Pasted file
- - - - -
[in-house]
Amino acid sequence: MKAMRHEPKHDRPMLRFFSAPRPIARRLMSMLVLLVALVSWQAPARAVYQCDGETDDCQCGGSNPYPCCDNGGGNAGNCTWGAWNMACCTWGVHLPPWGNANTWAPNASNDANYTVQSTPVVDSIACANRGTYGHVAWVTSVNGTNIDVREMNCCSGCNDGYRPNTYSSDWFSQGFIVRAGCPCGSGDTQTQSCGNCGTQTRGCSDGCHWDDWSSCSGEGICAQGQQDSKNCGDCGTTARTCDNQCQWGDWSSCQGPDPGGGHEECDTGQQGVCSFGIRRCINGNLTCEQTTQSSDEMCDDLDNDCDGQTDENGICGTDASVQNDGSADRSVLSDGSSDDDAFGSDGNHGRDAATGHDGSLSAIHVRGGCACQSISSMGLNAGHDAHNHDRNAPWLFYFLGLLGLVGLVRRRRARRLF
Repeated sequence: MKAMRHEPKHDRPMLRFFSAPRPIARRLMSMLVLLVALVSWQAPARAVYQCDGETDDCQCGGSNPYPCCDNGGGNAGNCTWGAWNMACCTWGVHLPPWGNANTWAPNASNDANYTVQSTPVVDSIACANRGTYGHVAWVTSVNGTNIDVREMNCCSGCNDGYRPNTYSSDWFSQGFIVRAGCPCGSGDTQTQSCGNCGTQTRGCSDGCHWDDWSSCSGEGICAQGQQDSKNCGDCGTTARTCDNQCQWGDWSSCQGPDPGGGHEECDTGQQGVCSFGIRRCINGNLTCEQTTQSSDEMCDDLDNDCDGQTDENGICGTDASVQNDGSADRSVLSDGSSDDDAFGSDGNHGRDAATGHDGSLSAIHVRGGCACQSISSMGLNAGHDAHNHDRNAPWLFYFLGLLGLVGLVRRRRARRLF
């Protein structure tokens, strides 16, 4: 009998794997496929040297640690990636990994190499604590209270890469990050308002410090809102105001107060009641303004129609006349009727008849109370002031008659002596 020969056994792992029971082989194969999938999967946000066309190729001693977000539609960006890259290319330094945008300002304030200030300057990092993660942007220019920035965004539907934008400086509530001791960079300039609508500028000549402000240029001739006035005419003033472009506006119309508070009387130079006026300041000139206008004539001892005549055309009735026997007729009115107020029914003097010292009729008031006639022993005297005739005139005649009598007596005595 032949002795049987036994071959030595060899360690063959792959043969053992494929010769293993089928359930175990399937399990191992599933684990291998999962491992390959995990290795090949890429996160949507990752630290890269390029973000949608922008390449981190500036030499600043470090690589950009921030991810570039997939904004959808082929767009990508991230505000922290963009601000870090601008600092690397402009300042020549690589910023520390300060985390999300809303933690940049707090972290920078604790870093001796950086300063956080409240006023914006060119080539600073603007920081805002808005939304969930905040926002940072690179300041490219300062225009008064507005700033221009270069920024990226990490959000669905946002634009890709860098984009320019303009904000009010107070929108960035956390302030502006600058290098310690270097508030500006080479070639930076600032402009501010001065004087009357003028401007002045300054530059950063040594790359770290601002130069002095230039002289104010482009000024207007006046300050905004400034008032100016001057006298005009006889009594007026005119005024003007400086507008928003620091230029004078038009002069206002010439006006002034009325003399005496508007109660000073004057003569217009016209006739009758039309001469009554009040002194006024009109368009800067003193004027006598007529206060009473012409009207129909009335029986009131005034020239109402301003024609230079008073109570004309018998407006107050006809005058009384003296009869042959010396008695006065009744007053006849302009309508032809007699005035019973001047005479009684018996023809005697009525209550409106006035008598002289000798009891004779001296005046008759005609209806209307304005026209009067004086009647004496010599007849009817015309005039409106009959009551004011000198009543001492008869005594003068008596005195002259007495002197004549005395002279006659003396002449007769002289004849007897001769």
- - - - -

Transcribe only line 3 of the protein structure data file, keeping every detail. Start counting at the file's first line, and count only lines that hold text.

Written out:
Repeated sequence: MKAMRHEPKHDRPMLRFFSAPRPIARRLMSMLVLLVALVSWQAPARAVYQCDGETDDCQCGGSNPYPCCDNGGGNAGNCTWGAWNMACCTWGVHLPPWGNANTWAPNASNDANYTVQSTPVVDSIACANRGTYGHVAWVTSVNGTNIDVREMNCCSGCNDGYRPNTYSSDWFSQGFIVRAGCPCGSGDTQTQSCGNCGTQTRGCSDGCHWDDWSSCSGEGICAQGQQDSKNCGDCGTTARTCDNQCQWGDWSSCQGPDPGGGHEECDTGQQGVCSFGIRRCINGNLTCEQTTQSSDEMCDDLDNDCDGQTDENGICGTDASVQNDGSADRSVLSDGSSDDDAFGSDGNHGRDAATGHDGSLSAIHVRGGCACQSISSMGLNAGHDAHNHDRNAPWLFYFLGLLGLVGLVRRRRARRLF